He opened with “A Tale of Two Citiez” few minutes past 2am. Although not released as a single, the song still had the crowd singing along. It was perhaps at this point that the American and his team recognised their error.
“I guess I was f**king up by not coming earlier to Nigeria,” Cole said. He appeared surprised.
The sense of late arrival would get worse. By which I mean J. Cole’s reception only got better. He followed up with “KOD”, saying he wasn’t sure people would know the lyrics since the track is from a week-old album of same name. Once again, the audience sang what appeared to be every line to the song. This became a running joke throughout the performance: J. Cole opening with a charming sceptical spiel about the popularity of his own songs; his Nigerian fans proving him wrong by rapping along each time.
For hip-hop fans in a country that had once had a hit song claim that rap had to be local to sell, it could have been disorienting to see so many Nigerians—I was told tickets sold out—singing ferociously along with a rapper who in recent times has avoided the radio-friendly pop music route. While the set was accompanied by a drummer, DJ, keyboardist and two barely-heard singers, the attention of the crowd was squarely on the man with a microphone. In a bid to test the audience, J. Cole went back to an older song, and sure enough the crowd followed. Cole collaborator Bas even got some love for his own clutch of verses. If his appearance evoked Jesus, the success of J. Cole’s performance was like feeding a crowd with the rap equivalent of a few fish.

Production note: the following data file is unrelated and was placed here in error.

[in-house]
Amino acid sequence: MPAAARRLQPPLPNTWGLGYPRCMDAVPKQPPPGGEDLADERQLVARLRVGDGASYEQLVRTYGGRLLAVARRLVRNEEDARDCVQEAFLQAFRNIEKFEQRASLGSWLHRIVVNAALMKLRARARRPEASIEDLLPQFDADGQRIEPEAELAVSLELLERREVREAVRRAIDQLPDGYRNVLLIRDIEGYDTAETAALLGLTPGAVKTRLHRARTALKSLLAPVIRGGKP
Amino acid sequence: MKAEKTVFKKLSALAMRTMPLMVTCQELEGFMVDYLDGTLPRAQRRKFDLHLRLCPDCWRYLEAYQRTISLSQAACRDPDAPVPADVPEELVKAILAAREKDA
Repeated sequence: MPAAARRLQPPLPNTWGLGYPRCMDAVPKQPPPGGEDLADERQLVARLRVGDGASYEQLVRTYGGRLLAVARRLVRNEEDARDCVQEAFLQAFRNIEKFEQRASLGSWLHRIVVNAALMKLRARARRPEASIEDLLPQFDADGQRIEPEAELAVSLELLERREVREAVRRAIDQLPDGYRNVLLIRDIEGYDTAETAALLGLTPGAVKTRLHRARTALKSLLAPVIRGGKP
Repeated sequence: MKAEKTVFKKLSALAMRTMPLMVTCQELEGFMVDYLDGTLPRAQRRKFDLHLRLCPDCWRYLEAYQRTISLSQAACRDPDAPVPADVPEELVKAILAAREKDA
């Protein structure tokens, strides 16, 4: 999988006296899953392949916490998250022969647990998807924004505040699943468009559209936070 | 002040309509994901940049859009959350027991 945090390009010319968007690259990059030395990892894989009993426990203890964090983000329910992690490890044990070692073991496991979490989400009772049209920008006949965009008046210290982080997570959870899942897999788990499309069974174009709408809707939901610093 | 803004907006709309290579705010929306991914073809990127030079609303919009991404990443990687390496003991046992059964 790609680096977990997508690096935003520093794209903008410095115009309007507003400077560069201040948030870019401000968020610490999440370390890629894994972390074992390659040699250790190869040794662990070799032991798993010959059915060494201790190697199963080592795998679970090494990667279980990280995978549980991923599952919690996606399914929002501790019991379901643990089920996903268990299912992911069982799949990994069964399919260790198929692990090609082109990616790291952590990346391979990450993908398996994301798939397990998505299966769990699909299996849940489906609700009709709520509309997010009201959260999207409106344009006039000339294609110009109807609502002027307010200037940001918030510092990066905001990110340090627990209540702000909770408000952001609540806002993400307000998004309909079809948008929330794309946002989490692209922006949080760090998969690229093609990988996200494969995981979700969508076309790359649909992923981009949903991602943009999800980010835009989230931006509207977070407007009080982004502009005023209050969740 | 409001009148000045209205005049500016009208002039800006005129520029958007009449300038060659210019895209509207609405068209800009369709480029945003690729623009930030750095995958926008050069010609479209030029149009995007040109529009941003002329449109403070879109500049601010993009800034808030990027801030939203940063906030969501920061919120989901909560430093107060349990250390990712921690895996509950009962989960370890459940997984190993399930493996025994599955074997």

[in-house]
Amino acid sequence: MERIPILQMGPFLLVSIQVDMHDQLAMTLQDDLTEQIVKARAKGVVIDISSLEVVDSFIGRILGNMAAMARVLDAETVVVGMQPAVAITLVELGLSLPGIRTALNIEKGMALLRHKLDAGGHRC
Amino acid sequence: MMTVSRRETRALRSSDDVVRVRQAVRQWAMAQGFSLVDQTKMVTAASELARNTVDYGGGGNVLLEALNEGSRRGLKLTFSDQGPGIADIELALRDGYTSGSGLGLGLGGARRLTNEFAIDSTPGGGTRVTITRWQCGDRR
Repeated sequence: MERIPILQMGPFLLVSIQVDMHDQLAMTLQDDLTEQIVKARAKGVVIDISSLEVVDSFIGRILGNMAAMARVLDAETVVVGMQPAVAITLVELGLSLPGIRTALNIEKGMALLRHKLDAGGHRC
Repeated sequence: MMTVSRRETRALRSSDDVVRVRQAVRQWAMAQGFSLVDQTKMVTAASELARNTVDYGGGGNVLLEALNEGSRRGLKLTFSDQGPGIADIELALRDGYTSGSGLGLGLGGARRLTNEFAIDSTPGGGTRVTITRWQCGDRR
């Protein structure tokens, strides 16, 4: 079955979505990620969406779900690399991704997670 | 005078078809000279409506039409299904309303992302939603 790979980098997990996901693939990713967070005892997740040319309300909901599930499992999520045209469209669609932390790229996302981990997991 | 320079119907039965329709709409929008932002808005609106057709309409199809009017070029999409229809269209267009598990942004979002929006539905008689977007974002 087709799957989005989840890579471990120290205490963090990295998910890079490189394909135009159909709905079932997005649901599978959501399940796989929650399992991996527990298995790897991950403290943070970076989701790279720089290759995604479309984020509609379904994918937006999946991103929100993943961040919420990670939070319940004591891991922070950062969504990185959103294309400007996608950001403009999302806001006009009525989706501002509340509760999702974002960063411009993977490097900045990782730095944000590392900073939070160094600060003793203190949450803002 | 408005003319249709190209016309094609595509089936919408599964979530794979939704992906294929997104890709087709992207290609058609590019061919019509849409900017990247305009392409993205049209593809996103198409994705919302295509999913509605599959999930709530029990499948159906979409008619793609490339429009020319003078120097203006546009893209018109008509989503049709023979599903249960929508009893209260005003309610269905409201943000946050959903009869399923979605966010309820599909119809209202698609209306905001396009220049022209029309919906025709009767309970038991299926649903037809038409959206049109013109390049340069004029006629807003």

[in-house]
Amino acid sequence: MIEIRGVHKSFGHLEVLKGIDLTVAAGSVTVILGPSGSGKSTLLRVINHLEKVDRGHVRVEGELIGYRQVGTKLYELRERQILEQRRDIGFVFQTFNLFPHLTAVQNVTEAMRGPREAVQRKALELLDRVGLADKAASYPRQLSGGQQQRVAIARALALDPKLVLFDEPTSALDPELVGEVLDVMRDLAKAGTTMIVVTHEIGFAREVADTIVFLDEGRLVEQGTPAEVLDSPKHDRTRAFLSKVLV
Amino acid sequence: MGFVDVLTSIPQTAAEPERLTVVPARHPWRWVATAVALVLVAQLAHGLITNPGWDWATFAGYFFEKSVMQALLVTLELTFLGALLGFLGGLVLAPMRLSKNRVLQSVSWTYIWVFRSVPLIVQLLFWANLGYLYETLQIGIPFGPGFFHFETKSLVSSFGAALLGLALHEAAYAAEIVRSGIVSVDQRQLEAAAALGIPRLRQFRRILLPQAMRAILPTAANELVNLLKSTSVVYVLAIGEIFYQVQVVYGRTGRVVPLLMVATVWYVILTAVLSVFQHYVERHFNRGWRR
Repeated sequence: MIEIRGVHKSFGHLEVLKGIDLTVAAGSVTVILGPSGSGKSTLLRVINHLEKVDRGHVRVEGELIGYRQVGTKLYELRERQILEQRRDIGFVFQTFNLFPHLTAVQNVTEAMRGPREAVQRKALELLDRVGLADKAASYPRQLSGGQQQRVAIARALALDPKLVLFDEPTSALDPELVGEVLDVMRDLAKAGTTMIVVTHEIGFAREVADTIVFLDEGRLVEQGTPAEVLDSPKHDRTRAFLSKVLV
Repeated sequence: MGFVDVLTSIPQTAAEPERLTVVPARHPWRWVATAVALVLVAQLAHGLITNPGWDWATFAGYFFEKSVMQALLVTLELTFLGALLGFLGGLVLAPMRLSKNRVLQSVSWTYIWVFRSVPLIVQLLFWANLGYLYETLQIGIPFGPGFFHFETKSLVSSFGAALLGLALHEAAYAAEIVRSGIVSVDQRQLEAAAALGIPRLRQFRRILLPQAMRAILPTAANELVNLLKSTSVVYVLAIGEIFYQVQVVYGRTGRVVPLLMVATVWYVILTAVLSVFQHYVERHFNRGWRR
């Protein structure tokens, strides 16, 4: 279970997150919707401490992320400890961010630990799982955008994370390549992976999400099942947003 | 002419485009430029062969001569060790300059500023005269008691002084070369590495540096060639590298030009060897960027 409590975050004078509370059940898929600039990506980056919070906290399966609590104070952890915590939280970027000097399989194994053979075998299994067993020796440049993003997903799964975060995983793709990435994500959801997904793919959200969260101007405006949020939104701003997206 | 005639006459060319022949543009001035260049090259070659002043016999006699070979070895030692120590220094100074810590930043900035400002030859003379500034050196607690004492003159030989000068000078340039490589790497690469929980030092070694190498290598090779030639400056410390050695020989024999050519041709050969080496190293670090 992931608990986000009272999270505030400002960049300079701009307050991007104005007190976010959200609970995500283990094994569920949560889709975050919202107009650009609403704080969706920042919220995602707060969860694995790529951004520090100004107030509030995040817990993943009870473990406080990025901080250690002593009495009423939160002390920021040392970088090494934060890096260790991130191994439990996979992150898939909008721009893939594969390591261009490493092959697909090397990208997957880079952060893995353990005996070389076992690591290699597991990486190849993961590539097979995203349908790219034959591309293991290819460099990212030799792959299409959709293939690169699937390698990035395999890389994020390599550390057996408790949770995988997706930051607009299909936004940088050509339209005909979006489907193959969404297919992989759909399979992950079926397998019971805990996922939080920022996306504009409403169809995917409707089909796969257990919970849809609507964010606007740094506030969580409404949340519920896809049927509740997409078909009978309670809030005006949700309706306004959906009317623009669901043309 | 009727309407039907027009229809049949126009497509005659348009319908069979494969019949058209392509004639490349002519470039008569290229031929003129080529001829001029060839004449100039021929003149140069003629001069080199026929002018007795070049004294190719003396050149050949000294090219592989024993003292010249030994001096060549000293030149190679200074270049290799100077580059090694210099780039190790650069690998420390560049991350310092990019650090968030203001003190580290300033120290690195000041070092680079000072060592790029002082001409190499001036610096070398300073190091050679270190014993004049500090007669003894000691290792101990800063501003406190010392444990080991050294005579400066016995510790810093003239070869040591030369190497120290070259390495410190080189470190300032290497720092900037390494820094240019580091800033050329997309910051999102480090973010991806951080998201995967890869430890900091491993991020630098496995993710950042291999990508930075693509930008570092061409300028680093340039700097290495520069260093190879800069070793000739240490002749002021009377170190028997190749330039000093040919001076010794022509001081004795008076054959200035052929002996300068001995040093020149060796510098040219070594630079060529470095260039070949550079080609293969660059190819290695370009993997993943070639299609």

But while the organisers would be happy with the reception, the question for hip-hop heads in attendance was how come there are hardly any Nigerians rappers in English with a fraction of Cole’s followership in the country. Local language rappers Olamide, Phyno and Reminisce are the most played rappers in the country and all three frequently resort to singing high-life or Fuji songs with the ready-to-deliver excuse that rap music doesn’t pay. MI Abaga, perhaps the most successful of all English language rappers in Nigeria, invited all three to his penultimate studio album The Chairman. Several commentators pooh-poohed the album’s strange direction but somehow it clung to the iTunes chart for years.
All of this has weakened the psychological infrastructure of Nigerian hip-hop, so that today, not many young hip-hop acts spend time honing their rap skills before seeking a pop hit. And it has been some time since a new act found mainstream fame by releasing rap songs. The frequently proffered reason is the small number of rap lovers in Nigeria. But as J. Cole’s concert showed, rap loving fans remain in Nigeria. It is possible that Nigerian rap fans prefer their English rap imported.
As Kel, a rapper who enjoyed a fair bit of the spotlight years ago, asked on Twitter: “After witnessing J. Cole perform last night with a basic band and DJ and two backup singers, and seeing so many people rapping along to old and new songs (“KOD”), I’d like to ask, why exactly do we have a problem with rap music in Nigeria?” There were no real satisfactory answers to her question. But what seems clear is that Nigerian rappers will have to be brave for English hip-hop in Nigeria to thrive.
As for J. Cole, if his first Lagos concert provoked some soul-searching for the genre in Nigeria, he might come to be seen as forerunner. “It won’t be long before I see y’all,” he said, bringing his hour-long set to an end.
His earlier words might have caused some contemplation, but these last ones sent his grateful fans on an exodus out of the venue.
• This article first appeared online at MusicInAfrica.net
–––Aigbokhaevbolo, the West African editor of MusicInAfrica.net, writes from Lagos